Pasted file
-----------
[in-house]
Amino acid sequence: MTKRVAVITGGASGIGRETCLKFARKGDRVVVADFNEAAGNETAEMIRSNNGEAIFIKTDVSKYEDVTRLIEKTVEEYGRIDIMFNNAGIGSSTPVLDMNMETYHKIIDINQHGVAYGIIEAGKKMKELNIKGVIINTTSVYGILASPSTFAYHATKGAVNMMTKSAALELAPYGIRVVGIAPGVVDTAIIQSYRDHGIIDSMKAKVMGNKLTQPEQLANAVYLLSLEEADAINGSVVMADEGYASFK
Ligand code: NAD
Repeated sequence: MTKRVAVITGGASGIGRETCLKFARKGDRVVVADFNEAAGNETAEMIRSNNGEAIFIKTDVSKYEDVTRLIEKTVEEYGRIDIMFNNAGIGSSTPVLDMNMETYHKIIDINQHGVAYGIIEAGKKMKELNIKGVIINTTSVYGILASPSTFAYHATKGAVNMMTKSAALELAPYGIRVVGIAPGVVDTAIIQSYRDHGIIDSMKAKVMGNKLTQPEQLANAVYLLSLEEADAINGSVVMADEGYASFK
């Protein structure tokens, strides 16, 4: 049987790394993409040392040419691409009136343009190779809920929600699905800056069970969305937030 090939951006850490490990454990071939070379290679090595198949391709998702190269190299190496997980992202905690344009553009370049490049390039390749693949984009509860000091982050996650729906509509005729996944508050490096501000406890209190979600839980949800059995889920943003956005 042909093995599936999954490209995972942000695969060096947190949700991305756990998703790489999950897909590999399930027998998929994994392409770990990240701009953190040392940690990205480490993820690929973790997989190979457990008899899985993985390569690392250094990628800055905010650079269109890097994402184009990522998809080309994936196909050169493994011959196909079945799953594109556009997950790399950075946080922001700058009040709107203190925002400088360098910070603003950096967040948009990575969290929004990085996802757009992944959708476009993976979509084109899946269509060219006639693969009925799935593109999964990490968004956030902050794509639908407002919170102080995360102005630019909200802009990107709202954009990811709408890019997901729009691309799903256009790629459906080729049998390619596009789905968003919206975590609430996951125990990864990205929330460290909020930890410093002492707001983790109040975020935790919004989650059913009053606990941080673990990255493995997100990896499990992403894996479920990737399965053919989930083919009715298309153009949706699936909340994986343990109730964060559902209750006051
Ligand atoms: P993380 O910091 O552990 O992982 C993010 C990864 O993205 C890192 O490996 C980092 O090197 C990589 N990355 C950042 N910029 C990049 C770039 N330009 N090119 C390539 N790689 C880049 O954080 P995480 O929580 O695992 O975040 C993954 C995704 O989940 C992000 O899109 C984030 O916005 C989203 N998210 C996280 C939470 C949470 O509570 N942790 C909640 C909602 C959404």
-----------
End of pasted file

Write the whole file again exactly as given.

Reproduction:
[in-house]
Amino acid sequence: MTKRVAVITGGASGIGRETCLKFARKGDRVVVADFNEAAGNETAEMIRSNNGEAIFIKTDVSKYEDVTRLIEKTVEEYGRIDIMFNNAGIGSSTPVLDMNMETYHKIIDINQHGVAYGIIEAGKKMKELNIKGVIINTTSVYGILASPSTFAYHATKGAVNMMTKSAALELAPYGIRVVGIAPGVVDTAIIQSYRDHGIIDSMKAKVMGNKLTQPEQLANAVYLLSLEEADAINGSVVMADEGYASFK
Ligand code: NAD
Repeated sequence: MTKRVAVITGGASGIGRETCLKFARKGDRVVVADFNEAAGNETAEMIRSNNGEAIFIKTDVSKYEDVTRLIEKTVEEYGRIDIMFNNAGIGSSTPVLDMNMETYHKIIDINQHGVAYGIIEAGKKMKELNIKGVIINTTSVYGILASPSTFAYHATKGAVNMMTKSAALELAPYGIRVVGIAPGVVDTAIIQSYRDHGIIDSMKAKVMGNKLTQPEQLANAVYLLSLEEADAINGSVVMADEGYASFK
């Protein structure tokens, strides 16, 4: 049987790394993409040392040419691409009136343009190779809920929600699905800056069970969305937030 090939951006850490490990454990071939070379290679090595198949391709998702190269190299190496997980992202905690344009553009370049490049390039390749693949984009509860000091982050996650729906509509005729996944508050490096501000406890209190979600839980949800059995889920943003956005 042909093995599936999954490209995972942000695969060096947190949700991305756990998703790489999950897909590999399930027998998929994994392409770990990240701009953190040392940690990205480490993820690929973790997989190979457990008899899985993985390569690392250094990628800055905010650079269109890097994402184009990522998809080309994936196909050169493994011959196909079945799953594109556009997950790399950075946080922001700058009040709107203190925002400088360098910070603003950096967040948009990575969290929004990085996802757009992944959708476009993976979509084109899946269509060219006639693969009925799935593109999964990490968004956030902050794509639908407002919170102080995360102005630019909200802009990107709202954009990811709408890019997901729009691309799903256009790629459906080729049998390619596009789905968003919206975590609430996951125990990864990205929330460290909020930890410093002492707001983790109040975020935790919004989650059913009053606990941080673990990255493995997100990896499990992403894996479920990737399965053919989930083919009715298309153009949706699936909340994986343990109730964060559902209750006051
Ligand atoms: P993380 O910091 O552990 O992982 C993010 C990864 O993205 C890192 O490996 C980092 O090197 C990589 N990355 C950042 N910029 C990049 C770039 N330009 N090119 C390539 N790689 C880049 O954080 P995480 O929580 O695992 O975040 C993954 C995704 O989940 C992000 O899109 C984030 O916005 C989203 N998210 C996280 C939470 C949470 O509570 N942790 C909640 C909602 C959404």